Travel

Treasures in Maine along Route 1

The Owls Head Light State Park is outside

The Owls Head Light State Park is outside of Rockland off Route 1 in Maine. The white brick tower perches atop a wooded natural promontory overlooking Penobscot Bay. (July 3, 2011) Photo Credit: Russell Frelinghuysen

Twelve stops to make while traveling along U.S. Route 1, Maine's scenic and historic coastal road.

The view from Penobscot Narrows Observatory is complete
Photo Credit: MCT, 2009

The view from Penobscot Narrows Observatory is complete with the sparkling blue waters, deep green forests and hills of Penobscot River and its bay.

The Penobscot Narrows Bridge in Prospect, Maine, crosses
Photo Credit: Maine Office of Tourism, 2010

The Penobscot Narrows Bridge in Prospect, Maine, crosses the Penobscot River into Bucksport, and is built from local granite. An observatory with a 360-degree view is at the top of the 420-foot-high pylon at the left. It is the tallest occupied structure in Maine and the tallest bridge-observatory in the world.

Maine's Fort Knox sits on a promontory in
Photo Credit: Maine Office of Tourism

Maine's Fort Knox sits on a promontory in Bucksport off U.S. Route 1. The fort is one of the best-preserved fortifications on the New England seacoast. It was established in 1844 to protect the Penobscot Valley from a British incursion.

Young's Lobster Pound, a quarter-mile off U.S. Route
Photo Credit: Handout, 2010

Young's Lobster Pound, a quarter-mile off U.S. Route 1, is a third-generation BYOB picnic-table operation overlooking the port of Belfast to the west and Penobscot Bay to the east.

Rebecca Cooper pauses to take in the view
Photo Credit: AP, 2005

Rebecca Cooper pauses to take in the view of Camden Harbor, Maine, during her climb on Mount Battie. The scene provided the inspiration for Edna St. Vincent Millay's poem "Renascence." Hiking trails and an auto road lead to the summit.

Young visitors at Penobscot Marine Museum in Searsport,
Photo Credit: Penobscot Marine Museum, 2010

Young visitors at Penobscot Marine Museum in Searsport, Main,e practice furling the sails on "The Yard in the Yard," a large-scale model of a square-rigged ship's mast and rigging.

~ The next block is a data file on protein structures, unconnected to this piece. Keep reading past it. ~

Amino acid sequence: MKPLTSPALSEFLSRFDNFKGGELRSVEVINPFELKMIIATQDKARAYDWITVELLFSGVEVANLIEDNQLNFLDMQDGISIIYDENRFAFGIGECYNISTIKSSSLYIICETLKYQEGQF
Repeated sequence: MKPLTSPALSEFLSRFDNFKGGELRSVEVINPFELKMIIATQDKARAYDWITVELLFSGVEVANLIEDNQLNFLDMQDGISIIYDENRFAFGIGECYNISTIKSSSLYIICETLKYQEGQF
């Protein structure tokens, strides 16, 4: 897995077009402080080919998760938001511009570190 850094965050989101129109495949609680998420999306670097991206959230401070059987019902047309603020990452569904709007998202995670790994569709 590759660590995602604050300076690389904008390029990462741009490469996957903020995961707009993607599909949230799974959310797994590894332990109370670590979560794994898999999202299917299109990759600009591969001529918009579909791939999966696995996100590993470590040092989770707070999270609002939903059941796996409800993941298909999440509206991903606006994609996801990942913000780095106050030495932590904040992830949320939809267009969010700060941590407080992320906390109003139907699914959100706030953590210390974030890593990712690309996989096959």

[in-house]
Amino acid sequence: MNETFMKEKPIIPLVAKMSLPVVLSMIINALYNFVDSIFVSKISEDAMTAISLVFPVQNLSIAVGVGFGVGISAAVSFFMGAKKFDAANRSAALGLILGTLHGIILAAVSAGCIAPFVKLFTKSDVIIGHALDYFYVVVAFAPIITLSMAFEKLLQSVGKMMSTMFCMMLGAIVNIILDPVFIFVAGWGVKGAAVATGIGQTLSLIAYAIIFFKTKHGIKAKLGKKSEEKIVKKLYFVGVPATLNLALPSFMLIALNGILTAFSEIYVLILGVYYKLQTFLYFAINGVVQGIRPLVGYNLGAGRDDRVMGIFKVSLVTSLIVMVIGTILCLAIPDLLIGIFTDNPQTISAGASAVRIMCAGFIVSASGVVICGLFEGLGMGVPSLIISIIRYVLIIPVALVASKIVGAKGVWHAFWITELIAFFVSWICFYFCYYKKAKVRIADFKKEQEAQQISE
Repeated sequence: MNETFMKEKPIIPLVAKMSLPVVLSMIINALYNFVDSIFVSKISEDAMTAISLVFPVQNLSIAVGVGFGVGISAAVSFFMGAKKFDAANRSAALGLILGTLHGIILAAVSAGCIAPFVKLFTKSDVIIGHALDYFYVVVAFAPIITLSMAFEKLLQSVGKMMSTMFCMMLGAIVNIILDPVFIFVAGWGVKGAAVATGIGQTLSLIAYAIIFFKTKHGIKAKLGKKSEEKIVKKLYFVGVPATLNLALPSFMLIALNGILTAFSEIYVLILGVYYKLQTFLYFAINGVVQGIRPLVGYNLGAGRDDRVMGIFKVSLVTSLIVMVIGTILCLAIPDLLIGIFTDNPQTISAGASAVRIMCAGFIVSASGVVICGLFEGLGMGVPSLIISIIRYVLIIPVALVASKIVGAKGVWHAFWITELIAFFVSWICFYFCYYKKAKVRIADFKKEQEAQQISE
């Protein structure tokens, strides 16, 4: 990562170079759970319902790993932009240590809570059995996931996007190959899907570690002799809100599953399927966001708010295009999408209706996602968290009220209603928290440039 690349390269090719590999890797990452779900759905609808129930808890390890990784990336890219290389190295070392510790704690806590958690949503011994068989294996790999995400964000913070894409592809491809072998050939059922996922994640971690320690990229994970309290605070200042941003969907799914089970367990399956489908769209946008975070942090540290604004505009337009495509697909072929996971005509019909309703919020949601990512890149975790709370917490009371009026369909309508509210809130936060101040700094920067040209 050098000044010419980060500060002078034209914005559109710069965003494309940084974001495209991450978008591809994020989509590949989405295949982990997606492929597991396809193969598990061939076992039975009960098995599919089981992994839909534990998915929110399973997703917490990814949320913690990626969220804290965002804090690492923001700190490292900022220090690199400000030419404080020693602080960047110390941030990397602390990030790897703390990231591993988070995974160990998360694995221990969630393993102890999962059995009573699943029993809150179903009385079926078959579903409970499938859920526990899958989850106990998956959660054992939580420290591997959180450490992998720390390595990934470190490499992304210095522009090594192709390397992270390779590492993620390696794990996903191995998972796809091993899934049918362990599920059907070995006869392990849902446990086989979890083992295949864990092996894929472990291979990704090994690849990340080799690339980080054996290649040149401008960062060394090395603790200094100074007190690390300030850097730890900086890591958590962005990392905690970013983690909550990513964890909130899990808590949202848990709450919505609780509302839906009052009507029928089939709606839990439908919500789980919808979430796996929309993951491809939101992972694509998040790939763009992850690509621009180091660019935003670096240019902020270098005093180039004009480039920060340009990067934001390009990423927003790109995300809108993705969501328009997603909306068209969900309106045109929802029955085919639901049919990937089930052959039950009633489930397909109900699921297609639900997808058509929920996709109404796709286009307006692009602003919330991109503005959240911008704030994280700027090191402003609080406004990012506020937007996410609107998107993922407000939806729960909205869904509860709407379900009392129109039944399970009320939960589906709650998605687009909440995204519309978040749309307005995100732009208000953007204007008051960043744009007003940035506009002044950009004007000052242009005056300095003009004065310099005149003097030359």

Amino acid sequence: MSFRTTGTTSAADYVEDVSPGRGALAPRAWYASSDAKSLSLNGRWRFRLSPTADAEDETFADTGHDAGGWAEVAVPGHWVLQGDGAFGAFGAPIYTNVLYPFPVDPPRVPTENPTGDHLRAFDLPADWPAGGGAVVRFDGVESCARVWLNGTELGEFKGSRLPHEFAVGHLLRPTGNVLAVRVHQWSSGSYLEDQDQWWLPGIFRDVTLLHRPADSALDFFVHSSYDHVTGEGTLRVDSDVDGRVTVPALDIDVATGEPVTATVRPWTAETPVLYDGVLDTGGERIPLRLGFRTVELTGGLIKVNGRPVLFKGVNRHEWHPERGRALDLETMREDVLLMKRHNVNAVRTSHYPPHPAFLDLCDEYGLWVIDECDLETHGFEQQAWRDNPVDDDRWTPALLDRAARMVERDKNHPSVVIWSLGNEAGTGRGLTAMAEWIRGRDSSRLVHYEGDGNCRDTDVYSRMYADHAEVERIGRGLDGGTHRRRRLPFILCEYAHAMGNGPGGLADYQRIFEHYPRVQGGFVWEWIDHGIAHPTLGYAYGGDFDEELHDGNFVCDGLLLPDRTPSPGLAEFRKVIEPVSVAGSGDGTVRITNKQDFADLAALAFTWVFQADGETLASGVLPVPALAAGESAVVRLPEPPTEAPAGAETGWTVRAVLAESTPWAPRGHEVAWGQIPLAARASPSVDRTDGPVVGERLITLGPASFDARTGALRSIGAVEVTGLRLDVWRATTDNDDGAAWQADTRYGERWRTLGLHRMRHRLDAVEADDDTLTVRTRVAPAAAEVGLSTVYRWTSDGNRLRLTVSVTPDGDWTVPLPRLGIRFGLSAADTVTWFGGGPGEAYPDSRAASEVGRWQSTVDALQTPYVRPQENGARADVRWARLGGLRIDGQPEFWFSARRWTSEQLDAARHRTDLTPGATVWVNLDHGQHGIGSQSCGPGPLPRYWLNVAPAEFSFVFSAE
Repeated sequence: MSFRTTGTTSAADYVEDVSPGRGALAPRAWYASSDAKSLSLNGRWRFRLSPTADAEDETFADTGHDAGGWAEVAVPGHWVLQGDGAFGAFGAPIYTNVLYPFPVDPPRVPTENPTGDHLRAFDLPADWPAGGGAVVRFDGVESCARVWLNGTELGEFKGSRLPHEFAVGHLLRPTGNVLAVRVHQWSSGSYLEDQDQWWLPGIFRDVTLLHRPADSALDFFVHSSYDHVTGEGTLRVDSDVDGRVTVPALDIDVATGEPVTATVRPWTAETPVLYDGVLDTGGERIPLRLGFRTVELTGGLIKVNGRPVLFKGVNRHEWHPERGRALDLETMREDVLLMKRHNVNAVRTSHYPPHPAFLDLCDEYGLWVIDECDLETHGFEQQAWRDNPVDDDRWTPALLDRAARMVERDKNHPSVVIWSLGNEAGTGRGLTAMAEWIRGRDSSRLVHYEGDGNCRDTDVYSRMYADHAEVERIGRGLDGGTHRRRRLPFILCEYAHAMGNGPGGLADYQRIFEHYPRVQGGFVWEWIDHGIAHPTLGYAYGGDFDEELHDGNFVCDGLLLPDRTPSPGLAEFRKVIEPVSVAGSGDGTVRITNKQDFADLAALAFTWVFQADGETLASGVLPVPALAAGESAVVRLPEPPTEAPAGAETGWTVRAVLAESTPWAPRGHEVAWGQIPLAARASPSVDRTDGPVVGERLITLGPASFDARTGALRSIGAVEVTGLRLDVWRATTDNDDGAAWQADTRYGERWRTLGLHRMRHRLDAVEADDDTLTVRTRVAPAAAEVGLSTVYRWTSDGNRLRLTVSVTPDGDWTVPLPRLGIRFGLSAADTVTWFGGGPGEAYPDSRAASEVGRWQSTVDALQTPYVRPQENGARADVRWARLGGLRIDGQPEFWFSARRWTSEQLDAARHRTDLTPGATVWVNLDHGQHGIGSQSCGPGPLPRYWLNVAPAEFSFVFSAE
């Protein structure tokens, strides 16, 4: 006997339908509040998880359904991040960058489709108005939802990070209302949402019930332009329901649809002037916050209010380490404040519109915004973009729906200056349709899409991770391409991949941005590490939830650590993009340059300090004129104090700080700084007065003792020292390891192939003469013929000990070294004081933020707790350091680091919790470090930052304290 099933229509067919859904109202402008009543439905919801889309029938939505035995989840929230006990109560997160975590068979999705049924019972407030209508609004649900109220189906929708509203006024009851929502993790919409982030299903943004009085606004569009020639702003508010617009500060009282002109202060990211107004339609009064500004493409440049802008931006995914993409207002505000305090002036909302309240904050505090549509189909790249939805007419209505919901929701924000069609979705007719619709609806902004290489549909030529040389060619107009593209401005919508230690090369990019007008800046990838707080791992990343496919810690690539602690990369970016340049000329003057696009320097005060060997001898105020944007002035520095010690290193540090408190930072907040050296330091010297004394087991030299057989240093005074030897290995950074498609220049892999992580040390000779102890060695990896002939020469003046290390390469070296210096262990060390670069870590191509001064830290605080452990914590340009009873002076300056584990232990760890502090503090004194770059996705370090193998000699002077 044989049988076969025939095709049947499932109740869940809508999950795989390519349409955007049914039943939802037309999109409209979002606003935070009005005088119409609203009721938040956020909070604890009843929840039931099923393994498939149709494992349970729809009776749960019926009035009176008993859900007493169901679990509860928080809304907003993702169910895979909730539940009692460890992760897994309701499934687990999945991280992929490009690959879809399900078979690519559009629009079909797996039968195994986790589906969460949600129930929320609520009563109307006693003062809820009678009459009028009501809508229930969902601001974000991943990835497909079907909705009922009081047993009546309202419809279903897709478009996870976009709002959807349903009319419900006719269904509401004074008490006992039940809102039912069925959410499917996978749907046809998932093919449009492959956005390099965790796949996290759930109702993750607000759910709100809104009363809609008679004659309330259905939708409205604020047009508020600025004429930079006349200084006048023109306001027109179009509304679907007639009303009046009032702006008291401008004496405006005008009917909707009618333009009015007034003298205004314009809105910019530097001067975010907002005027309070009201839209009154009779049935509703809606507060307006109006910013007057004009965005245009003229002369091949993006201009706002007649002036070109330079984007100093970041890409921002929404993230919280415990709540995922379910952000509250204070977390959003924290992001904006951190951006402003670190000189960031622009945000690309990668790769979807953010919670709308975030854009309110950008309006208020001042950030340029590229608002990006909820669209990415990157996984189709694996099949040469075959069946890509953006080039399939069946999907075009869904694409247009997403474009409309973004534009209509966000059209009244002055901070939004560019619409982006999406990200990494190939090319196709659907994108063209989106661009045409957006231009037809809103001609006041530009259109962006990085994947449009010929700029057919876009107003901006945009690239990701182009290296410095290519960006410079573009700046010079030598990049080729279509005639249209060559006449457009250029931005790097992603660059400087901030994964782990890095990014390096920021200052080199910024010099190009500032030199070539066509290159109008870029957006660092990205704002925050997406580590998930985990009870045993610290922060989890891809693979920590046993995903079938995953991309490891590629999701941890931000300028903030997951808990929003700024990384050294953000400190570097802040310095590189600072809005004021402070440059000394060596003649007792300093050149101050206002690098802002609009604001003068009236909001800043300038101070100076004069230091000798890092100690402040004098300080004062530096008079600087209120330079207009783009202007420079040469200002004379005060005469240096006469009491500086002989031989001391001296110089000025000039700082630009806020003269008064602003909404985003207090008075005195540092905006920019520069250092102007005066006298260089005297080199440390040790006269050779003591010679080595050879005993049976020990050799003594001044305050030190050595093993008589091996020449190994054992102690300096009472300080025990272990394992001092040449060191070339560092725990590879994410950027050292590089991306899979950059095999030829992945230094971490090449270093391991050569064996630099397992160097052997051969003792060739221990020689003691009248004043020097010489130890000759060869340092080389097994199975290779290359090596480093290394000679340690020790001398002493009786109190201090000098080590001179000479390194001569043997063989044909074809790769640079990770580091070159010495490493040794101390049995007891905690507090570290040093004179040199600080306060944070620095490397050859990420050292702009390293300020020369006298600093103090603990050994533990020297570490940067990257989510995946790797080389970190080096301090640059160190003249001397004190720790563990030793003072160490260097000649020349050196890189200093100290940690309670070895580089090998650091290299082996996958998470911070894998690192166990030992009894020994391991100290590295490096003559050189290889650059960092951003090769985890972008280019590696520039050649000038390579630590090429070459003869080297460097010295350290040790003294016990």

Camden Harbor Park in Camden, Maine, overlooks the
Photo Credit: Maine Office of Tourism, 2009

Camden Harbor Park in Camden, Maine, overlooks the harbor and the many windjammers that ply the waters of Penobscot Bay.

The Owls Head Light State Park is outside
Photo Credit: Russell Frelinghuysen

The Owls Head Light State Park is outside of Rockland off Route 1 in Maine. The white brick tower perches atop a wooded natural promontory overlooking Penobscot Bay. (July 3, 2011)

Windjammers offering cruises out of Rockland and Camden,
Photo Credit: Fred LeBlanc, 2009

Windjammers offering cruises out of Rockland and Camden, Maine, ply the waters of Penobscot Bay with the Camden Hills in the background.

Moody's Diner in Waldoboro, founded by Percy Moody
Photo Credit: Russell Frelinghuysen

Moody's Diner in Waldoboro, founded by Percy Moody in the late 1920s, is an indisputable Maine institution located off Route 1 in Maine. (July 3, 2011)

Moody's Diner in Waldoboro is one stop of
Photo Credit: Russell Frelinghuysen

Moody's Diner in Waldoboro is one stop of interest off U.S. Route 1 in Maine. It's also in every tour book ever written, so expect a wait. (July 3, 2011)

More than a dozen upscale shops and galleries,
Photo Credit: Russell Frelinghuysen

More than a dozen upscale shops and galleries, most of them housed in 18th or 19th century commercial or residential properties, line picturesque Main Street (Route 1) as it slopes down to the Sheepscot River in Wiscasset, Maine. (July 3, 2011)

The famous Red's Eats in Wiscasset, Maine, has
Photo Credit: Newsday, 2009 / Rebecca Cooney

The famous Red's Eats in Wiscasset, Maine, has a deservedly nationwide reputation for the meaty lobster rolls that they serve.

Wiscasset, Maine, a scenic stop off U.S. Route
Photo Credit: Newsday, 2009 / Rebecca Cooney

Wiscasset, Maine, a scenic stop off U.S. Route 1, is dotted with old-fashioned signs like these.

Ogunquit Beach is more than three miles long
Photo Credit: Maine Office of Tourism

Ogunquit Beach is more than three miles long in Ogunquit, Maine, right off U.S. Route 1.

Cape Neddick
Photo Credit: Los Angeles Times, 2009 / Gina Ferazzi

Cape Neddick "Nubble" Lighthouse sits atop a knoll in the Atlantic Ocean across from Sohier Park in York, Maine.

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